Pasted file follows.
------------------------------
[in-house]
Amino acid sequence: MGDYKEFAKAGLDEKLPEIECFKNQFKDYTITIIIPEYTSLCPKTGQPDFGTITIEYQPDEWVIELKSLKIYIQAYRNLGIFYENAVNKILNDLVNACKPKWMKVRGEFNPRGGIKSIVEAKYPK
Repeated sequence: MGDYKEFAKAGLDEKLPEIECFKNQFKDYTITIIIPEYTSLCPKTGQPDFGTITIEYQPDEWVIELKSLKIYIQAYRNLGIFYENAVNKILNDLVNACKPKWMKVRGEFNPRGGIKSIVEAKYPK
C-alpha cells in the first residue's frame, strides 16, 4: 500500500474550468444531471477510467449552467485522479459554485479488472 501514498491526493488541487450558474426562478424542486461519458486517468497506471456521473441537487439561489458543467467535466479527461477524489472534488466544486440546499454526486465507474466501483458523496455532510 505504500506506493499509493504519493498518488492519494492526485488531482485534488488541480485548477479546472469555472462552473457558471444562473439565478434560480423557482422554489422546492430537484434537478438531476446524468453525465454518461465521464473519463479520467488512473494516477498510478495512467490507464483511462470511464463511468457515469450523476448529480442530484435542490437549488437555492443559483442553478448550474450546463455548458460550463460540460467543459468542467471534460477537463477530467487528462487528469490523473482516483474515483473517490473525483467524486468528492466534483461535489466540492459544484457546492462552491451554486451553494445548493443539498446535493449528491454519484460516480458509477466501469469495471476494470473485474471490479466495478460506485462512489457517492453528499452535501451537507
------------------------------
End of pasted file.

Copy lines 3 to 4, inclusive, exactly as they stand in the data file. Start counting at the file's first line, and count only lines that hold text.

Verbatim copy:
Repeated sequence: MGDYKEFAKAGLDEKLPEIECFKNQFKDYTITIIIPEYTSLCPKTGQPDFGTITIEYQPDEWVIELKSLKIYIQAYRNLGIFYENAVNKILNDLVNACKPKWMKVRGEFNPRGGIKSIVEAKYPK
C-alpha cells in the first residue's frame, strides 16, 4: 500500500474550468444531471477510467449552467485522479459554485479488472 501514498491526493488541487450558474426562478424542486461519458486517468497506471456521473441537487439561489458543467467535466479527461477524489472534488466544486440546499454526486465507474466501483458523496455532510 505504500506506493499509493504519493498518488492519494492526485488531482485534488488541480485548477479546472469555472462552473457558471444562473439565478434560480423557482422554489422546492430537484434537478438531476446524468453525465454518461465521464473519463479520467488512473494516477498510478495512467490507464483511462470511464463511468457515469450523476448529480442530484435542490437549488437555492443559483442553478448550474450546463455548458460550463460540460467543459468542467471534460477537463477530467487528462487528469490523473482516483474515483473517490473525483467524486468528492466534483461535489466540492459544484457546492462552491451554486451553494445548493443539498446535493449528491454519484460516480458509477466501469469495471476494470473485474471490479466495478460506485462512489457517492453528499452535501451537507